It is clear that there are external frameworks that would apply here – a possible forced marriage may raise child protection issues. The client’s intent to run away also raises concerns of a child protection nature. Additionally, there is the matter of confidentiality. A child aged 15 would almost certainly be considered by the courts as competent to make her own decisions to seek professional help without disclosure to her parents (see Gillick competency and Fraser guidelines: Gillick v West Norfolk and Wisbech Area Health Authority, 1985). There are a number of universal principles in play relating to respect and responsibility which are owed to several parties in this case.

    There is also the matter of ethical maturity. Moses is a trainee and his supervisor and training programme owe him a duty of care. His ability to negotiate the issues involved needs to be considered and some clear learning is possible once the immediate concerns are resolved. Such cases can sometimes prompt an over-reaction – a rush to turn a situation into a child protection matter (and therefore another’s responsibility) rather than a response to the evidence presented (for example, how real are the threats of forced marriage or running away?).

    A number of courses of action are possible here. First, we would recommend that Patrick re-examines the nature of the relationship between the training establishment and the placement setting and the requirements concerning disclosures. Using Epstein’s List (see Chapter 10), he can then support Moses in thinking through the nature of the contract he has with his client.

    Assuming that Moses had established a therapeutic contract that had clarified the limits of confidentiality, Patrick could direct Moses’ attention to who should now be included in a wider circle of participation and what would seem right to him, ethically, in managing this. The possibility of exploring this further with the client, while also making it clear that the matter falls beyond the remit of the original contract and Moses’ own area of competence, should also be considered. The purpose of any discussion would then become one of helping the client identify and approach an appropriate person in the school with whom to discuss her concerns. If Moses is prepared to attend this meeting, he is able to sensitively hand over the case to someone who has the necessary expertise. (NB: Forced marriage is illegal. In making the referral to the school all parties will need to take account of the current legislative position; see www.gov.uk/forced-marriage.)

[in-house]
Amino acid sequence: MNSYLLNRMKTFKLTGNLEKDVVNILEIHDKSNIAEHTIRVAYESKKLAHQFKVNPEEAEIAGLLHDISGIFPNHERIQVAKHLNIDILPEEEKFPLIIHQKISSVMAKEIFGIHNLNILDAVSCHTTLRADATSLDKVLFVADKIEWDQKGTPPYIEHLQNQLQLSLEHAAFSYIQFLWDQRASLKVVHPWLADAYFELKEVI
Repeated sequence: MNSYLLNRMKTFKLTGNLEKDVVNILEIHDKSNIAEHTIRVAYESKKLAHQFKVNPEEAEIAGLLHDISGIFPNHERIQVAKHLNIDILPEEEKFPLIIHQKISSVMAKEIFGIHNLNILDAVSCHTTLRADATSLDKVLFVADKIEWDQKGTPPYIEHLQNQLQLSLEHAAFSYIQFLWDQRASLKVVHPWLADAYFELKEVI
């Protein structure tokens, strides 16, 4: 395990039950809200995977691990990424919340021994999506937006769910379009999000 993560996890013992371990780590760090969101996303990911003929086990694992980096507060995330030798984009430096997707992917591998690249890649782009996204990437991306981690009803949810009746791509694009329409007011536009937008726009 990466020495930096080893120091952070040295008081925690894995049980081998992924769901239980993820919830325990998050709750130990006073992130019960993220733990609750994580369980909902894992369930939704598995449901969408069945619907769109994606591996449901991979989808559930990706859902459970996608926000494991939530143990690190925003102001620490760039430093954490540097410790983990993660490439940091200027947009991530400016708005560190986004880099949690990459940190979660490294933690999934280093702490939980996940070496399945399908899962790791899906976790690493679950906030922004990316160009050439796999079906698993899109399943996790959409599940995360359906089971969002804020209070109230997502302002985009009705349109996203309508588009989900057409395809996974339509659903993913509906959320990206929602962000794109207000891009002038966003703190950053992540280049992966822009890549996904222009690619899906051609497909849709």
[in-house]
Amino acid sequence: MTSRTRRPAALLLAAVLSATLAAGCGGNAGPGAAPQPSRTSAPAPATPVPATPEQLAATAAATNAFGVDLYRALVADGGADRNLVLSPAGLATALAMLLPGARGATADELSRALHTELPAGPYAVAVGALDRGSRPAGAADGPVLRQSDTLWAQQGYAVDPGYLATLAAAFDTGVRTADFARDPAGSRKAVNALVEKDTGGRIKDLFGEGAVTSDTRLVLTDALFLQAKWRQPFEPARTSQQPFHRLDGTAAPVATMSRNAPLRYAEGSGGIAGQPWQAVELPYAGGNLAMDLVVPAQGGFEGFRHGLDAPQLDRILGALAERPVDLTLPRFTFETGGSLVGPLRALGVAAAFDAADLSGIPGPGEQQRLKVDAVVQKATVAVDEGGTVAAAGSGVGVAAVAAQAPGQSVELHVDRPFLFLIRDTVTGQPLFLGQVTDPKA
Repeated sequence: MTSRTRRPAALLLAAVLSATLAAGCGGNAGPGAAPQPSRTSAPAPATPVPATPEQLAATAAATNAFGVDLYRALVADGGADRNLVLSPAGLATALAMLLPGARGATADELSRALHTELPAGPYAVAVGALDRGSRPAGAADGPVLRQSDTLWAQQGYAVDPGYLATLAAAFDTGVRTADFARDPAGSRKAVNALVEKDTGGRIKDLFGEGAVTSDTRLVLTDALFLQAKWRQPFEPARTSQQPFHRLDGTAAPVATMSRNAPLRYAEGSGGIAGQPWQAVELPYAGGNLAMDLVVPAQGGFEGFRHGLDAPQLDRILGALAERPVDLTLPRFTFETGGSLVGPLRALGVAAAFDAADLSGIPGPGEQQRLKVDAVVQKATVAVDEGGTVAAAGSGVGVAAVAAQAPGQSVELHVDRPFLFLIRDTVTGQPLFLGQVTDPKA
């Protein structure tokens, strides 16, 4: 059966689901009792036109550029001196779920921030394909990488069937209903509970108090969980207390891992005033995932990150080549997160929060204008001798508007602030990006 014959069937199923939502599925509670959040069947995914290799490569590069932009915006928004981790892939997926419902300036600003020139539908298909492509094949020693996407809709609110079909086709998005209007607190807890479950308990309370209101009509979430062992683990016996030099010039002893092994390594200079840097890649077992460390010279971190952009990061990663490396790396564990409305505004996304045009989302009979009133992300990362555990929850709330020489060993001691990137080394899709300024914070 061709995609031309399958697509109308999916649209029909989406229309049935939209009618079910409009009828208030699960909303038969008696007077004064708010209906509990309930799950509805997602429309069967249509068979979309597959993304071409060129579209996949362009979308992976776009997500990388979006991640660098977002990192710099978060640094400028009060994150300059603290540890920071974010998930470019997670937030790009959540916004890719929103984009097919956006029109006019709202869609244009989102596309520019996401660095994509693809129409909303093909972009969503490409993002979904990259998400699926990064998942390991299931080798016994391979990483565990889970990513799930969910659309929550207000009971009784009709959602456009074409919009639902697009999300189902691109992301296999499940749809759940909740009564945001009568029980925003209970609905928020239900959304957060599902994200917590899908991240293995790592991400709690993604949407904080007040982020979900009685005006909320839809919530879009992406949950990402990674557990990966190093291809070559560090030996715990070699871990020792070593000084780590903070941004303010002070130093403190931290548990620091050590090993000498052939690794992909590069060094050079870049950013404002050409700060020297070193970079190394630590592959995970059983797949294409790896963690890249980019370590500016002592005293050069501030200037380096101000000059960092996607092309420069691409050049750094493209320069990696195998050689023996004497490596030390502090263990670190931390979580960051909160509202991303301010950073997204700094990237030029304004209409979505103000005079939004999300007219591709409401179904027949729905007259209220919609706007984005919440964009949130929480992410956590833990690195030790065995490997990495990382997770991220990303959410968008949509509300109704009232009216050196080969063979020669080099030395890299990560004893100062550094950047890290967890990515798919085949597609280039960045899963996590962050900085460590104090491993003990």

By avoiding directing Moses to a particular stance, Patrick can avoid coming across as imposing a unilateral authority and work with Moses to arrive at a thoughtful plan which respects the client’s position and his own ethical values. Moses could be encouraged to affirm the client for raising her concerns and at the same time respect his own position and his client’s by stating clearly that this is not an area in which he has the necessary competence to provide support or advice.

    Finally, Patrick could help Moses prepare for his next meeting with the client by role-playing the conversation and various scenarios, including helping her take the matter to someone appropriate within the school. During the meeting, it would be containing for Moses if Patrick agreed to make himself available to be called upon, if needed.

    Following this, it would be important for Patrick to encourage Moses to reflect upon what he had learned from this situation. Patrick could helpfully affirm both the anxiety that this situation must have caused Moses and his ability to remain focused on the needs of his client, as well as validating the positive work that has been accomplished.

    Appendix 11A: Recommendations for Case Study 11